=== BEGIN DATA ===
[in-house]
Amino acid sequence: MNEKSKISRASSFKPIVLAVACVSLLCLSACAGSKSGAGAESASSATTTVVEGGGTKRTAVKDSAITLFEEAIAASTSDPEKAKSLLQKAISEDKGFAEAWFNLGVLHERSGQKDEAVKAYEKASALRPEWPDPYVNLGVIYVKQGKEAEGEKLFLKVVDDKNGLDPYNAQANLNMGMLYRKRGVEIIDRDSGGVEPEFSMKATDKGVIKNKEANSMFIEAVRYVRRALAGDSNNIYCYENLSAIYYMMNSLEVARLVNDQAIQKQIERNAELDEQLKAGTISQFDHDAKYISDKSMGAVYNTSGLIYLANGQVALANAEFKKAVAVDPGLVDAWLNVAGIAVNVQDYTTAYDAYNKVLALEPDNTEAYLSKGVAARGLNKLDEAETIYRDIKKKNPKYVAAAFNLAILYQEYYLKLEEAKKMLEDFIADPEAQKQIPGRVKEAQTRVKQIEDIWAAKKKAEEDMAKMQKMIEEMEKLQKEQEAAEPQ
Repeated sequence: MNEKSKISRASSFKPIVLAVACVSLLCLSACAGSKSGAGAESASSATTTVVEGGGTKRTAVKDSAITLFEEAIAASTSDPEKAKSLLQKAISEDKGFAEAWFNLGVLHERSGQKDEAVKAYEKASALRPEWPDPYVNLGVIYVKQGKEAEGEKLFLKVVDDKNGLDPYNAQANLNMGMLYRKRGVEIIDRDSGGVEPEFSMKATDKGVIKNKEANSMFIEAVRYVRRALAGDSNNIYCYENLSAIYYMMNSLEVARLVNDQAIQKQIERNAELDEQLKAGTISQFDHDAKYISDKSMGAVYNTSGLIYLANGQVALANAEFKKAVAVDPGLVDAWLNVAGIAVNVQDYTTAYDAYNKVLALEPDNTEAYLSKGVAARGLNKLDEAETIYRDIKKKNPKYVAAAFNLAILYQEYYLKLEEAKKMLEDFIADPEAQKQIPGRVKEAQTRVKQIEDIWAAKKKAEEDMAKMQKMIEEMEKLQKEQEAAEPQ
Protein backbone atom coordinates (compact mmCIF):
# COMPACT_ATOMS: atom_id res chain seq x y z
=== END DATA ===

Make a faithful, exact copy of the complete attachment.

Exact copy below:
[in-house]
Amino acid sequence: MNEKSKISRASSFKPIVLAVACVSLLCLSACAGSKSGAGAESASSATTTVVEGGGTKRTAVKDSAITLFEEAIAASTSDPEKAKSLLQKAISEDKGFAEAWFNLGVLHERSGQKDEAVKAYEKASALRPEWPDPYVNLGVIYVKQGKEAEGEKLFLKVVDDKNGLDPYNAQANLNMGMLYRKRGVEIIDRDSGGVEPEFSMKATDKGVIKNKEANSMFIEAVRYVRRALAGDSNNIYCYENLSAIYYMMNSLEVARLVNDQAIQKQIERNAELDEQLKAGTISQFDHDAKYISDKSMGAVYNTSGLIYLANGQVALANAEFKKAVAVDPGLVDAWLNVAGIAVNVQDYTTAYDAYNKVLALEPDNTEAYLSKGVAARGLNKLDEAETIYRDIKKKNPKYVAAAFNLAILYQEYYLKLEEAKKMLEDFIADPEAQKQIPGRVKEAQTRVKQIEDIWAAKKKAEEDMAKMQKMIEEMEKLQKEQEAAEPQ
Repeated sequence: MNEKSKISRASSFKPIVLAVACVSLLCLSACAGSKSGAGAESASSATTTVVEGGGTKRTAVKDSAITLFEEAIAASTSDPEKAKSLLQKAISEDKGFAEAWFNLGVLHERSGQKDEAVKAYEKASALRPEWPDPYVNLGVIYVKQGKEAEGEKLFLKVVDDKNGLDPYNAQANLNMGMLYRKRGVEIIDRDSGGVEPEFSMKATDKGVIKNKEANSMFIEAVRYVRRALAGDSNNIYCYENLSAIYYMMNSLEVARLVNDQAIQKQIERNAELDEQLKAGTISQFDHDAKYISDKSMGAVYNTSGLIYLANGQVALANAEFKKAVAVDPGLVDAWLNVAGIAVNVQDYTTAYDAYNKVLALEPDNTEAYLSKGVAARGLNKLDEAETIYRDIKKKNPKYVAAAFNLAILYQEYYLKLEEAKKMLEDFIADPEAQKQIPGRVKEAQTRVKQIEDIWAAKKKAEEDMAKMQKMIEEMEKLQKEQEAAEPQ
Protein backbone atom coordinates (compact mmCIF):
# COMPACT_ATOMS: atom_id res chain seq x y z